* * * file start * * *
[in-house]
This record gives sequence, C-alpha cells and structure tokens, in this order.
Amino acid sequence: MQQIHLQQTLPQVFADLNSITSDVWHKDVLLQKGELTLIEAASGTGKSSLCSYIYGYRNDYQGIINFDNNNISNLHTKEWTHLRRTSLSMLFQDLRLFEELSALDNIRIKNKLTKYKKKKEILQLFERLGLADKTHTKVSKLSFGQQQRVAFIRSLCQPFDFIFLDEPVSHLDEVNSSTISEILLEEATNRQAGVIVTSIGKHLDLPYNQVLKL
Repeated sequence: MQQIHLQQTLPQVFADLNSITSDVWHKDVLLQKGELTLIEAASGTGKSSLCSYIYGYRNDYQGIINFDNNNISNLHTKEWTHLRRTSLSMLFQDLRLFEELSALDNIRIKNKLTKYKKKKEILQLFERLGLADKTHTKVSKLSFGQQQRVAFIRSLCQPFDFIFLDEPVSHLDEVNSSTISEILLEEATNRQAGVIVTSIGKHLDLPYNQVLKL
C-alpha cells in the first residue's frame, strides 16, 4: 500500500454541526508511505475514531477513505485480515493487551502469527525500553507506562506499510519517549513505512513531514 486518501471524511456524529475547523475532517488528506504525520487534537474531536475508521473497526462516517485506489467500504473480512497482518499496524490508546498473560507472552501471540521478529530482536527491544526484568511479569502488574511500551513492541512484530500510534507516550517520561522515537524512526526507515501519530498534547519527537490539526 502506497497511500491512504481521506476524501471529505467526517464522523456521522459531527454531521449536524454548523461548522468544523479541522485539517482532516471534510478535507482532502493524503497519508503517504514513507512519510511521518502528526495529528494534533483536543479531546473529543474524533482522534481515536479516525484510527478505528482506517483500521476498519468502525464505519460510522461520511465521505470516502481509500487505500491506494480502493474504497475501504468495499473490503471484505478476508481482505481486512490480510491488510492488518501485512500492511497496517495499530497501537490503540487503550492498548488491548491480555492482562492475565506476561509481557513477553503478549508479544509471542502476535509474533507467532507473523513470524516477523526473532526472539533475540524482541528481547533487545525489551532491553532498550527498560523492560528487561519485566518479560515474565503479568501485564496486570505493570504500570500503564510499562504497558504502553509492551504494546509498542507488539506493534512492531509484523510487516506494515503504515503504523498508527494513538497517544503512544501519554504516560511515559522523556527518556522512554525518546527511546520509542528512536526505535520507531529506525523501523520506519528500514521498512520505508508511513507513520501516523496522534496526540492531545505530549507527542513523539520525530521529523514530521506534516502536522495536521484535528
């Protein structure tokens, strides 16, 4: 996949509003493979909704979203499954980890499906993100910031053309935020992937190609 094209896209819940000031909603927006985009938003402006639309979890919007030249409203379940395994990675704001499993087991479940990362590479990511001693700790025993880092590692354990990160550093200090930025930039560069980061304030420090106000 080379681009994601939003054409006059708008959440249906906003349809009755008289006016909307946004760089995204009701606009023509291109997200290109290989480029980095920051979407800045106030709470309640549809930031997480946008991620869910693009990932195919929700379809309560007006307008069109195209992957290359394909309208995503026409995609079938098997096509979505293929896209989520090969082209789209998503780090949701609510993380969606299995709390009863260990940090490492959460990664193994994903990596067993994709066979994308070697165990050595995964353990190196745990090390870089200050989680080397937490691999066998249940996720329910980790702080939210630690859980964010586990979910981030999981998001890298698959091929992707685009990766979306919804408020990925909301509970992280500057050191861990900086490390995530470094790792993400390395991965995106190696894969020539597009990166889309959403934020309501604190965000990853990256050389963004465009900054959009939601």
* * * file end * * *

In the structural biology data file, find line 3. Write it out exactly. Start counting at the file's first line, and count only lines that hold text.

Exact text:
Amino acid sequence: MQQIHLQQTLPQVFADLNSITSDVWHKDVLLQKGELTLIEAASGTGKSSLCSYIYGYRNDYQGIINFDNNNISNLHTKEWTHLRRTSLSMLFQDLRLFEELSALDNIRIKNKLTKYKKKKEILQLFERLGLADKTHTKVSKLSFGQQQRVAFIRSLCQPFDFIFLDEPVSHLDEVNSSTISEILLEEATNRQAGVIVTSIGKHLDLPYNQVLKL